(937) 339-7222

CALL TODAY! (937)418-4712 or (937)710-5277

805 Auto

850 Motorcycles/Mopeds

Handyman Services


to advertise in Picture It Sold

2000 DODGE Neon. Bronze with black interior, 145,200 miles. 4 cylinder, automatic. Good condition, good student car or 2nd car. $1700. (937)726-1593


• 1st, 2nd and 3rd shift • Tax Claimable • Price Negotiable for more than one child • Meals and snacks provided • Close to Nicklin & Wilder School District • Mornings, before and after school





660 Home Services

655 Home Repair & Remodel

1st and 2nd shifts weeks 12 ayears We•Provide care for children 6 weeks• to6 12 years andtooffer Super • Preschool andprogram Pre-K 3’s, and 4/5’s preschool andprograms a Pre-K and Kindergarten • Before and after school care program. We offer before and after school care, •Enrichment Transportation to Troy schools Kindergarten and school age transportation to Troy schools. Center hours 6am 11:55pm Center hoursnow 6 a.m. to 6top.m.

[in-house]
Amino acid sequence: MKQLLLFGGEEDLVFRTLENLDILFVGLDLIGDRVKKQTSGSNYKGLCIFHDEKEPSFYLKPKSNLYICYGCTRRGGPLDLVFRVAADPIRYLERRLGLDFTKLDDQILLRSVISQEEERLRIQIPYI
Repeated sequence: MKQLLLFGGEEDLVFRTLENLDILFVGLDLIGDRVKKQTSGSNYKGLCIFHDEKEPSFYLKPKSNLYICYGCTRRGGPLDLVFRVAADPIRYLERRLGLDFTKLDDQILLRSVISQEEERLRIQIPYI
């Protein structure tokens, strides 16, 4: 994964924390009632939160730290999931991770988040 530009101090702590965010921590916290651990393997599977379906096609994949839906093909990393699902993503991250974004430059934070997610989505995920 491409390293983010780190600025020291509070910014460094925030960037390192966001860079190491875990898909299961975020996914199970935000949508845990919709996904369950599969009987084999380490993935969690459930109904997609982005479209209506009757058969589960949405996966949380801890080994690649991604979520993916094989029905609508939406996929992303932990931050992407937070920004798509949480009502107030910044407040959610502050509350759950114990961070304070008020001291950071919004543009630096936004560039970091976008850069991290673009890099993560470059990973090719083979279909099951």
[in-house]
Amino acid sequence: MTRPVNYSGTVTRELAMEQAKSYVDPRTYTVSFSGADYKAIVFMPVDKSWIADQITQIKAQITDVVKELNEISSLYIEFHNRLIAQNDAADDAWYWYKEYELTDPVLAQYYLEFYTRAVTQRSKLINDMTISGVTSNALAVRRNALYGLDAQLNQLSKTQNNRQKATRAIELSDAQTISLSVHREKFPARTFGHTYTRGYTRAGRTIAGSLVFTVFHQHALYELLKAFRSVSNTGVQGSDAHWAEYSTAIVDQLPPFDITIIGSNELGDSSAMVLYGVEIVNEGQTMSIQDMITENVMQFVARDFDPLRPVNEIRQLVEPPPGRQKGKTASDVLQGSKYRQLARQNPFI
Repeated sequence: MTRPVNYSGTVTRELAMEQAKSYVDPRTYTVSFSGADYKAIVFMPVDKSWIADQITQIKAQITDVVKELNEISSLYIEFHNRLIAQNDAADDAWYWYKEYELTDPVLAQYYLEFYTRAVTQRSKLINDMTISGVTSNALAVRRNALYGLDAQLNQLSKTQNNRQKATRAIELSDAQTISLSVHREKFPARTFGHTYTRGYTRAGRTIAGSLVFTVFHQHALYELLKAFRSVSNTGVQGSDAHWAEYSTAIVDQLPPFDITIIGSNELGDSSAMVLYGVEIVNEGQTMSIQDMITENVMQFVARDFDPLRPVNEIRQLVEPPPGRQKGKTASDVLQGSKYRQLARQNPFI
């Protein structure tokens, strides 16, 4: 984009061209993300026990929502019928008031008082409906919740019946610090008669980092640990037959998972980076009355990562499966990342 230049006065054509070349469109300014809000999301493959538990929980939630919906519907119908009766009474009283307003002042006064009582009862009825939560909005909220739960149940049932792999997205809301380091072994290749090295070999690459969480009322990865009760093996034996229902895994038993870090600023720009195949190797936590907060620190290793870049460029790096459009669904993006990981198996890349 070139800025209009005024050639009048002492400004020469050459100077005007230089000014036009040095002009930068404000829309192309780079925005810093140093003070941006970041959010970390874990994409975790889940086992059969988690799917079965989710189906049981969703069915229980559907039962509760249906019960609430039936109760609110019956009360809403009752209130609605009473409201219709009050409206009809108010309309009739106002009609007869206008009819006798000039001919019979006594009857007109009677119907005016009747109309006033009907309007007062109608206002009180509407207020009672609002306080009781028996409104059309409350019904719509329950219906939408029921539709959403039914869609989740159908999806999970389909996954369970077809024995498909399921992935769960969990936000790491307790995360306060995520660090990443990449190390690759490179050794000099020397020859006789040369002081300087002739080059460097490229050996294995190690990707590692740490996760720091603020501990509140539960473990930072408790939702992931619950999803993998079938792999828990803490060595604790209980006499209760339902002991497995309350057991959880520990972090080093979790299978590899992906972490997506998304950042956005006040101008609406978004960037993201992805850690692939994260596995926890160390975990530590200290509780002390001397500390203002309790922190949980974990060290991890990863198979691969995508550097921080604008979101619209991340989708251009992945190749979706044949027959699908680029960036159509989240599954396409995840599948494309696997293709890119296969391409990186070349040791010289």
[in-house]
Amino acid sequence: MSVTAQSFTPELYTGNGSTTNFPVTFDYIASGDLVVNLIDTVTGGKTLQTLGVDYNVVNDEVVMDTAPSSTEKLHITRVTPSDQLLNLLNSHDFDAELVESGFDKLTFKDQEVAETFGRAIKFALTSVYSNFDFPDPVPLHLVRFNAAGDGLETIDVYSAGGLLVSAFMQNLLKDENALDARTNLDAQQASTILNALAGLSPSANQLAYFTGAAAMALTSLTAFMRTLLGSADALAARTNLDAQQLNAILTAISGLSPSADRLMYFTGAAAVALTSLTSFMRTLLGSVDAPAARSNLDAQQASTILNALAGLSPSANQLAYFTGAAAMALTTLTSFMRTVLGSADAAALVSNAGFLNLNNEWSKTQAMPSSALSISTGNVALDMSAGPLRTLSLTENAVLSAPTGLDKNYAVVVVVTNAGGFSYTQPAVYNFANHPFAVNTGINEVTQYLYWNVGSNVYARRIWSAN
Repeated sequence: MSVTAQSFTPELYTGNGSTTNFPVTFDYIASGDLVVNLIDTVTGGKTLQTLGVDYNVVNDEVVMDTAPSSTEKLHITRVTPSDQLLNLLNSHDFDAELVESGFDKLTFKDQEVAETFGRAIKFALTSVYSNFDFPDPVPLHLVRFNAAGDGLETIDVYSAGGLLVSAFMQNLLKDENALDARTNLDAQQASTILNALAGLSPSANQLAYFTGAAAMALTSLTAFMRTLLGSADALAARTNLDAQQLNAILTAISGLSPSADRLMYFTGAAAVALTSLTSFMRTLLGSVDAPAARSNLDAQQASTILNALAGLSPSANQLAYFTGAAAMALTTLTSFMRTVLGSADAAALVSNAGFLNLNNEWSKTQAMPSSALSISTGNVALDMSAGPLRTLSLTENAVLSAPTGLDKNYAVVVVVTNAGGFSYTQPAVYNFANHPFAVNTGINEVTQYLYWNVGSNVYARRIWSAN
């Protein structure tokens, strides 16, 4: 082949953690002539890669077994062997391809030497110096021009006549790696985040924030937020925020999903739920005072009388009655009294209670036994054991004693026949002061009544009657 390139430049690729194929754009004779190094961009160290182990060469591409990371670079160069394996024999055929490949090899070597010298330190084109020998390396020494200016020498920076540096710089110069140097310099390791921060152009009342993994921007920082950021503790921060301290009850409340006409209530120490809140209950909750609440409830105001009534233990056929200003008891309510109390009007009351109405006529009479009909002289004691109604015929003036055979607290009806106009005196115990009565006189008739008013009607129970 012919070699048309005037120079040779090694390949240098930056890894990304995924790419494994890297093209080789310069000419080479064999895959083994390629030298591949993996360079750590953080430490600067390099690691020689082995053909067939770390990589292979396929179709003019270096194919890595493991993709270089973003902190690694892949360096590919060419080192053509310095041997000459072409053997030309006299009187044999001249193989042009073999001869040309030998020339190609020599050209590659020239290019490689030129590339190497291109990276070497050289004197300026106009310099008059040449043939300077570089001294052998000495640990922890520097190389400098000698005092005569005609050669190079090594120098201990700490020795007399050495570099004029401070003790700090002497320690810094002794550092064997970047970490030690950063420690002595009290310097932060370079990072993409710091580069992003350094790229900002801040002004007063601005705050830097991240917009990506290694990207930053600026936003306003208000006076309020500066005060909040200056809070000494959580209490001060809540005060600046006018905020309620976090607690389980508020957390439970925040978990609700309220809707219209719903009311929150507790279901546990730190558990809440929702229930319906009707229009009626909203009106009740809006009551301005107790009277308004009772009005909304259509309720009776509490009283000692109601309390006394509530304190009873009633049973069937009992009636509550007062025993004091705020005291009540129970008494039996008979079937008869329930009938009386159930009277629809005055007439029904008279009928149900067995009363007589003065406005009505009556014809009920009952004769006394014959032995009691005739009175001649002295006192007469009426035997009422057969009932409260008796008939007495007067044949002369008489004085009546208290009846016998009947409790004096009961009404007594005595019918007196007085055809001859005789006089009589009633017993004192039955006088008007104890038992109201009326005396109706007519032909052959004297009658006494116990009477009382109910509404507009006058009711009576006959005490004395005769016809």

660 Home Services

Tammy Welty (937)857-4222


or (937) 238-HOME Free Estimates • Fully Insured • 17 Years of Home Excellence

I am a debt relief agency. I help people file for bankruptcy relief under the Bankruptcy Code. 2239656

2464 Peters Road, Troy, Ohio 45373

CALL TODAY!335-5452 CALL 335-5452

(937) 339-1902

• Specializing in Chapter 7 • Affordable rates • Free Initial Consultation


800 - Transportation

1999 PLYMOUTH Grand Voyager, many new parts, $2,300 or best offer. 1996 Grand Cherokee 4x4, $2,800. (937)658-2421


620 Childcare

Residential Commercial New Construction Bonded & Insured

Small #Basements #Siding #Doors #Barns

Ask about our Friends & Neighbors discounts

603 E. Staunton Rd., Troy

Bankruptcy Attorney

that work .com

595 Hay HAY for sale, 30 500lb round bales of mixed orchard grass, clover and alfalfa. $15 each (937)667-8477 (Tipp City area)

339-1255 2258480


592 Wanted to Buy